How I Rate Food


22th April 2019 Edit: I’m moving away from reviews to more general food related articles. Reviews are not particularly enjoying to write when there are countless of reviewers out there and none of them doing in-depth research about history or the other aspects about food. There might still be posts about restaurants, but they will be less wordy and a lot more casual. 

I rate food based on how far I am willing to travel, as well as whether I think the price I paid for it justifies it.

Why?

This is probably how most people judge food, rather than a score system that doesn’t really mean anything. Because, what is food that is worth 5 stars upon 5 stars? Is it absolute food perfection that everybody on earth should spend their entire fortunes and experience? Is it the de facto best version of a known food dish? Those 2 statements don’t make much sense when you consider that cilantro tastes like soap to some people, and that children might be biologically inclined to prefer food rich in sugar.

Taste is a complex perception based on your biological make-up, how hungry you are, your pre-existing ideas and expectations of food, the environment you eat it in and probably a million other things.

Another reason is that different chefs have preferences for their rendition of a dish. A chill sauce in this stall might tastes more citrusy, or having a mixture of different fruits from a certain region. Another might kick up the spice level. Does this mean that one is better than the other?

Of course, there are certain standards that make food taste better. Unless the dish calls for it, fresh ingredients will almost always make it taste better. Proper portion and balance of the meal makes eating more enjoyable, and a lot healthier. In the end, food that is prepared with thought and done with good intentions for its consumer tastes good and is enjoyable to eat. My role here can only be to describe the food and hope that you use that as a judgement as to whether the food will taste good to you.

The Rating

Travel-meter:

There’s really no max rating for this, because perhaps yesterday time travel will be invented and there will be food good enough for me to travel to Planet Nine beyond the Kuiper Belt. But for now, I will settle with my Earthling measurements.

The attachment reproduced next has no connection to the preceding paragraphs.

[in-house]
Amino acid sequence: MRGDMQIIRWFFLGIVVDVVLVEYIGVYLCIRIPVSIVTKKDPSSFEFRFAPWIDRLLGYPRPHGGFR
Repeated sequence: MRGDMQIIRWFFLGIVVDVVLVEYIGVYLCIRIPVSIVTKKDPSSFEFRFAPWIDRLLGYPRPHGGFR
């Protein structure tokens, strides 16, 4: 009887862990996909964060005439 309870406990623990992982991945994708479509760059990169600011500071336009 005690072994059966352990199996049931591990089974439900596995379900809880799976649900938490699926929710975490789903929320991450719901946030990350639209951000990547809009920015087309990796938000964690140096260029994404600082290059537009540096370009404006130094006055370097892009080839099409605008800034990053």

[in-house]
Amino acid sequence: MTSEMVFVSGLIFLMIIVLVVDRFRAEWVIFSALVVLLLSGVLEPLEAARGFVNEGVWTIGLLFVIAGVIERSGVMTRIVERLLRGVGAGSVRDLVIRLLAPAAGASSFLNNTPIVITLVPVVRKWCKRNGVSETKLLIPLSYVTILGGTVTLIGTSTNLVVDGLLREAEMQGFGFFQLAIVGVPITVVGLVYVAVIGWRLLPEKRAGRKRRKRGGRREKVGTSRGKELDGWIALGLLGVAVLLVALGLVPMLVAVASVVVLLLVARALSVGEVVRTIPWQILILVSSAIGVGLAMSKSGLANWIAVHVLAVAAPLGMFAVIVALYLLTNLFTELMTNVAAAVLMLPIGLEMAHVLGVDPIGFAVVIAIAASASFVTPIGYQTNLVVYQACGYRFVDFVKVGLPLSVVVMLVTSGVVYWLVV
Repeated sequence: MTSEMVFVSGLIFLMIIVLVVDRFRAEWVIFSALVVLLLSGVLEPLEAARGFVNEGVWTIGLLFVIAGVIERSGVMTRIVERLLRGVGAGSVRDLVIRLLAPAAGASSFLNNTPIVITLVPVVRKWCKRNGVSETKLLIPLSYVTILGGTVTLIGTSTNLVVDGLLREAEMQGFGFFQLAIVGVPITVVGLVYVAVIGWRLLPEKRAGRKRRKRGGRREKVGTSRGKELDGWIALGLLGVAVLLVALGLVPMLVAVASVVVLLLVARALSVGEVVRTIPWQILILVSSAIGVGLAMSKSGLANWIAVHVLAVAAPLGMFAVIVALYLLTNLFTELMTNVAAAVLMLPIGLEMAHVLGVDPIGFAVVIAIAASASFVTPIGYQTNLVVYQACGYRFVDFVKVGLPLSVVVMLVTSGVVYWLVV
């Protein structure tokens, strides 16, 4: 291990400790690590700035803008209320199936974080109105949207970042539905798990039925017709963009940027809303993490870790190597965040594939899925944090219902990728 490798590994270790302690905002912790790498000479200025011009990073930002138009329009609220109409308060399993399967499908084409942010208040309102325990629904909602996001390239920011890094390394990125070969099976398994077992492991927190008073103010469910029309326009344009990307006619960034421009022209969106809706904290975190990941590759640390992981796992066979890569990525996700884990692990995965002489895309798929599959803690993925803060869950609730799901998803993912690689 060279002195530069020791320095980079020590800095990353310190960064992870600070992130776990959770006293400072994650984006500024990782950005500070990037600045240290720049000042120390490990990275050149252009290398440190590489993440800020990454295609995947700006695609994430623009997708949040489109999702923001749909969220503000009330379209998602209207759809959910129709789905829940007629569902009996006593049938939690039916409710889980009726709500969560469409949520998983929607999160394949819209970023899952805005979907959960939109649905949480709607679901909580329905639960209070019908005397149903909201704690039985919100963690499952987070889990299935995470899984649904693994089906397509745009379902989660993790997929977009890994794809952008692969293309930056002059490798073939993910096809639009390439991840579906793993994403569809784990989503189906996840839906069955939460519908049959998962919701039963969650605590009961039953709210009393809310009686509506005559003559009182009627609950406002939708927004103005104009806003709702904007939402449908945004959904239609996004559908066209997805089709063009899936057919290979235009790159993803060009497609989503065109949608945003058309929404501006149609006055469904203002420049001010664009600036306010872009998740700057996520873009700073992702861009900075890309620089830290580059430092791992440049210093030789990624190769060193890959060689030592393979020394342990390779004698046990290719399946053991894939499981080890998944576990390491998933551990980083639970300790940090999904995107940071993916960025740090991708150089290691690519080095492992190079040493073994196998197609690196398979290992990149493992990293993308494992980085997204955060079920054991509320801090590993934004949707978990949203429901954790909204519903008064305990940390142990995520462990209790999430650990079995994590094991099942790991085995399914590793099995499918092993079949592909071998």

The lying down boi icon of a man lying down: I’m not willing to travel for this food, even if its just downstairs my house. But eh, maybe I’ll buy it if I’m hungry.

The walking boi : I am willing to walk a certain distance for this food. The further this is, the more walking bois I will give.

Ratings are still a work in progress, and hopefully I can bring out the planet icon to indicate willingness to travel several galaxies. My sincere wishes that the running away boi to indicate that there is a food stall or restaurant that you have to run away from will stay in my recycle bin.

Worth-it-meter:

Given out of 5. The closer it is to 5 the more worth it it is.

: Totally worth the price. I was given what I expected and even more beyond that. Value over-load.

: Worth the price. I was given more than what I expected for what I paid.

: Worth. I got everything I expected, so whether I continue to buy this depends on alternatives available.

: It’s ok, I guess? I got slightly less than what I expected, but I guess they got money to earn…?

: What I was given was below expectations. There are better things to spend on.

: I just don’t see why you would pay for this.

Again, ratings are a work in progress. My sincere wish is to not have to bring out the reverse price tag icon, where I am willing to eat only if they pay me to eat it.